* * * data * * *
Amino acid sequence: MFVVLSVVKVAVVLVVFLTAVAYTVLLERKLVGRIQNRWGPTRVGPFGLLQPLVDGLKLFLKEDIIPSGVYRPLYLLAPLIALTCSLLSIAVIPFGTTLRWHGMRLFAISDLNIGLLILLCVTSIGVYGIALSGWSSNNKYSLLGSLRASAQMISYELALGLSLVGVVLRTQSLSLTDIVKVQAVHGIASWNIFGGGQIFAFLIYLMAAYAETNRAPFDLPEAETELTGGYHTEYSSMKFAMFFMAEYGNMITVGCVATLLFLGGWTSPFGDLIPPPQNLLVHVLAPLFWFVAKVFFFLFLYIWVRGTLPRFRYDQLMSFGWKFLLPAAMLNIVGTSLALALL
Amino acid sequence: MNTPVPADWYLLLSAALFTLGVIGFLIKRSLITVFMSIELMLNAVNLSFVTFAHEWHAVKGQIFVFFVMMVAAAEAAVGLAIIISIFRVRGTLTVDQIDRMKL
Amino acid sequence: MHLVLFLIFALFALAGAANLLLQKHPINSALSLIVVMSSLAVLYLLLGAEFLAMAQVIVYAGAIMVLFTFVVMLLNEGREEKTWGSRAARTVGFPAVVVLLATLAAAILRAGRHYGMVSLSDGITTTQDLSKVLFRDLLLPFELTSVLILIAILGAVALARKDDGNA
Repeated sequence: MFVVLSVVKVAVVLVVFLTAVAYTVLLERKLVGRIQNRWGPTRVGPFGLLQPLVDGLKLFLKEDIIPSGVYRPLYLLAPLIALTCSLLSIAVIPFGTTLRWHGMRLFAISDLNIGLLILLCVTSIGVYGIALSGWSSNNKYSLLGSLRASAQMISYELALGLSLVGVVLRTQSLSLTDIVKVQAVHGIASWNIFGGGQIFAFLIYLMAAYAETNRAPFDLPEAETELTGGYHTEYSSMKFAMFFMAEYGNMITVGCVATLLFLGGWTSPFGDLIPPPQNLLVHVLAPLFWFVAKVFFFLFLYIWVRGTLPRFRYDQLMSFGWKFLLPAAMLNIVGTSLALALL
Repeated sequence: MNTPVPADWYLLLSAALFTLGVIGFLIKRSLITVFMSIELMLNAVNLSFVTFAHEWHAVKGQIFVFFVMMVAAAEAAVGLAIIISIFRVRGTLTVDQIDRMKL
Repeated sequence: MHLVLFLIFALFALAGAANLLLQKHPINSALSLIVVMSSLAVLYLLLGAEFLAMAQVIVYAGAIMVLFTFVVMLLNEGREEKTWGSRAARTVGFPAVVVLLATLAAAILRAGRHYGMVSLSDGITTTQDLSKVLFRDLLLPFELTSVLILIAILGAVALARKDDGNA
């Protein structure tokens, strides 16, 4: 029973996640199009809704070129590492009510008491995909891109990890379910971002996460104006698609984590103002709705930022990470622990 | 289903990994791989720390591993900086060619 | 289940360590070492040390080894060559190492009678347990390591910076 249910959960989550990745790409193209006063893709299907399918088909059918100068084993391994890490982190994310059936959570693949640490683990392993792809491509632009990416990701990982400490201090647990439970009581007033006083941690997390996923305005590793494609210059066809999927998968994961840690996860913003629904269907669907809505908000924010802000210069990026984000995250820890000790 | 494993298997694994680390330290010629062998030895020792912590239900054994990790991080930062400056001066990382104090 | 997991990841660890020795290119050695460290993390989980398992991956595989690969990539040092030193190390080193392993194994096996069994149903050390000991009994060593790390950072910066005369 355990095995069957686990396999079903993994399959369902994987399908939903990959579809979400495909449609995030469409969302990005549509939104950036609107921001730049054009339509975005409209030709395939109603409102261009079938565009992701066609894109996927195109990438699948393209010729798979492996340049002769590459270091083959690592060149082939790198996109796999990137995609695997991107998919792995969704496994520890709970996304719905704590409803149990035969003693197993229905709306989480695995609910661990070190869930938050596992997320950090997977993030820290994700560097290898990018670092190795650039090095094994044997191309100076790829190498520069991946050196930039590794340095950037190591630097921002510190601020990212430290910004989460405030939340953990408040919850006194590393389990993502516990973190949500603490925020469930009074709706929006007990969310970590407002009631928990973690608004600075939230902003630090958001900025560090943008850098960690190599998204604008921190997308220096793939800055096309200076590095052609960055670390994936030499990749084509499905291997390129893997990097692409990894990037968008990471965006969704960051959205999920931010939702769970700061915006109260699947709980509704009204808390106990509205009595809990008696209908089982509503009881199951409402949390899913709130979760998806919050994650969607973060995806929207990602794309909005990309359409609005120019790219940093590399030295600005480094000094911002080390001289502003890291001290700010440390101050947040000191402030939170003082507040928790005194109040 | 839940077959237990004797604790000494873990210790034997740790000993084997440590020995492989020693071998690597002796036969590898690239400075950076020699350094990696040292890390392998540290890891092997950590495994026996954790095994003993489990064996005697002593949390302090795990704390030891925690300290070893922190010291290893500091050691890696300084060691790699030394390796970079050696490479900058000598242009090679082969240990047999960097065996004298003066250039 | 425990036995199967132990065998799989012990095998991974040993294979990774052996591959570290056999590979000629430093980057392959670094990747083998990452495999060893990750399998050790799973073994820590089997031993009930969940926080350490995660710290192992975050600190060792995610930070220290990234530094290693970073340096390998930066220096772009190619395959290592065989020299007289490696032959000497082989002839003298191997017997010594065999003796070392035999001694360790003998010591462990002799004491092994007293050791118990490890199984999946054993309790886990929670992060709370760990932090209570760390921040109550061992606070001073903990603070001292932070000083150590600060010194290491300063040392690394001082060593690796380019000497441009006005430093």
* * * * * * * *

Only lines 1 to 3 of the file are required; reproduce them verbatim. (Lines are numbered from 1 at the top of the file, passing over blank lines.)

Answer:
Amino acid sequence: MFVVLSVVKVAVVLVVFLTAVAYTVLLERKLVGRIQNRWGPTRVGPFGLLQPLVDGLKLFLKEDIIPSGVYRPLYLLAPLIALTCSLLSIAVIPFGTTLRWHGMRLFAISDLNIGLLILLCVTSIGVYGIALSGWSSNNKYSLLGSLRASAQMISYELALGLSLVGVVLRTQSLSLTDIVKVQAVHGIASWNIFGGGQIFAFLIYLMAAYAETNRAPFDLPEAETELTGGYHTEYSSMKFAMFFMAEYGNMITVGCVATLLFLGGWTSPFGDLIPPPQNLLVHVLAPLFWFVAKVFFFLFLYIWVRGTLPRFRYDQLMSFGWKFLLPAAMLNIVGTSLALALL
Amino acid sequence: MNTPVPADWYLLLSAALFTLGVIGFLIKRSLITVFMSIELMLNAVNLSFVTFAHEWHAVKGQIFVFFVMMVAAAEAAVGLAIIISIFRVRGTLTVDQIDRMKL
Amino acid sequence: MHLVLFLIFALFALAGAANLLLQKHPINSALSLIVVMSSLAVLYLLLGAEFLAMAQVIVYAGAIMVLFTFVVMLLNEGREEKTWGSRAARTVGFPAVVVLLATLAAAILRAGRHYGMVSLSDGITTTQDLSKVLFRDLLLPFELTSVLILIAILGAVALARKDDGNA